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Dec 03 2014

Council Ignores Welldon Park Schools Over Amalgamation Plans

welldon_park_logoWelldon Park Infant School and Welldon Park Junior School have recently been through consultation on both expansion to three forms of entry, and also on amalgamating the two schools – in effect to create one all-through school, albeit it separate sites, with separate receptions, separate staff rooms, separate grounds – in fact, separate everything except Headteacher, if the report from Harrow Council is to be believed.

The schools both favoured expansion from 60 children per year to 90 – in effect, an extra year group. However, they couldn’t see any benefit in amalgamating – it would create two separate schools in all but name and headteacher – all the usual benefits of schools on one site amalgamating simply don’t stack up in this environment. After all, with a road between the two schools, it’s unlikely that there would be any ‘merging’ of teaching facilities, and the demands of infants, versus those of juniors, are very different.

So, the schools suggested a federation as a first step towards a possible amalgamation in the future. Amalgamating would result in the loss of £150,000 per year in funding. Federating would retain this money. The council says, “On reviewing the joint Governing Body response, it is considered that whilst the Governors raise a number of points, including the split site nature of the combined school, with appropriate support and planning they will be addressed and the educational benefits of a combined school operating over two sites will be achieved.” Or perhaps, in other words, they ignored the governors’ views.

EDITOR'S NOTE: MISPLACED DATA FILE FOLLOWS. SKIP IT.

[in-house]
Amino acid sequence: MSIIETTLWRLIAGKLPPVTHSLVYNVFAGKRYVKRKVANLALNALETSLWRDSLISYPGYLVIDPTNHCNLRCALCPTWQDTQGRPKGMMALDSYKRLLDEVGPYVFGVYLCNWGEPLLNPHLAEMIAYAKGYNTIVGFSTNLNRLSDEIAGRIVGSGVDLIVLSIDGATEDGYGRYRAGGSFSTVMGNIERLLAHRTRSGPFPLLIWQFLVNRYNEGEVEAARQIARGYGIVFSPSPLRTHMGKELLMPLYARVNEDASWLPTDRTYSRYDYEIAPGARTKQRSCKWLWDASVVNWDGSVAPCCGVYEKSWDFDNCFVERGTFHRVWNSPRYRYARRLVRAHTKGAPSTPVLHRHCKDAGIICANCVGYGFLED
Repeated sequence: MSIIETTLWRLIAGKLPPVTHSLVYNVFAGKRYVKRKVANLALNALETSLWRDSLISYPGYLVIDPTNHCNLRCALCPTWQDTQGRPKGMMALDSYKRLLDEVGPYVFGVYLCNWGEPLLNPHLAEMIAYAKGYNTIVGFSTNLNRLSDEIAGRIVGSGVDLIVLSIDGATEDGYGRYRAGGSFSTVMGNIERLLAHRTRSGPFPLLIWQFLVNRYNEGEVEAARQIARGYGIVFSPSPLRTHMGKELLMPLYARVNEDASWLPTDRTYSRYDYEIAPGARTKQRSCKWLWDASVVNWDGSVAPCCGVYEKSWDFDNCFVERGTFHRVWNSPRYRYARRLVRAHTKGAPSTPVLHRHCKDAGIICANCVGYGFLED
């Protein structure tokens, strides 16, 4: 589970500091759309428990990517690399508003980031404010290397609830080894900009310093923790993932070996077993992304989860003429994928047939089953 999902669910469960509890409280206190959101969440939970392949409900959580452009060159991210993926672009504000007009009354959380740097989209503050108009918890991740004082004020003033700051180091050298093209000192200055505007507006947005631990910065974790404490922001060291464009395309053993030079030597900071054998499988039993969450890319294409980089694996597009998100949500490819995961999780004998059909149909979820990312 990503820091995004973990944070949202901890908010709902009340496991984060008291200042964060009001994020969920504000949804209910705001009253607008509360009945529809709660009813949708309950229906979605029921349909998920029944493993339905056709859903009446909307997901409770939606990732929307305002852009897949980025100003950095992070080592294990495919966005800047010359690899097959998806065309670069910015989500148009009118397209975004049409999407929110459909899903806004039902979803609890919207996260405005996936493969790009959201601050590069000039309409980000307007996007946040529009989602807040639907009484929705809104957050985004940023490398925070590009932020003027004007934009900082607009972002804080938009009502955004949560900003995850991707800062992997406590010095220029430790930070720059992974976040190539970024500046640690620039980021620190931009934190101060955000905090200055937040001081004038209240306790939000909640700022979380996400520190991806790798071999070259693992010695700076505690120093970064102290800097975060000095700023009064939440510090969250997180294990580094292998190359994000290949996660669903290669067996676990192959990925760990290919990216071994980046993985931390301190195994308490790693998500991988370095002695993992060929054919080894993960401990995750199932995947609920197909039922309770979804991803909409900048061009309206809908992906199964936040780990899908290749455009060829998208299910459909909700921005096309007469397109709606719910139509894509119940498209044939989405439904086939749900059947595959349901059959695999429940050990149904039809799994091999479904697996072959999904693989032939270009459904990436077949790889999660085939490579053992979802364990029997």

It goes on to say another benefit is “More opportunities are created for older children to take on additional responsibility. For younger children the presence of older children provides aspirational role models and also mentoring support…” – although it doesn’t understand that there won’t be any mixing of age groups: it’s two separate sites. You’re hardly going to see infants crossing the road at playtime to go any run around the juniors’ playground, what with footballs and cricket balls being kicked around.

A suggestion to create two smaller all-though schools, one on each site, with perhaps an increased focus on SEN provision was rejected out of hand by the council.

But going back to expansion,  over half of those polled supported the schools getting bigger. And just over a third wanted them to amalgamate.  The decision on whether to progress along this route will be heard at the next Cabinet meeting in December, and will come back to be rubber-stamped in February 2015. No doubt there will more to come on this, once the council published plans for building works, impact on traffic flow and so on.

Source: here (pages 17-50)

 

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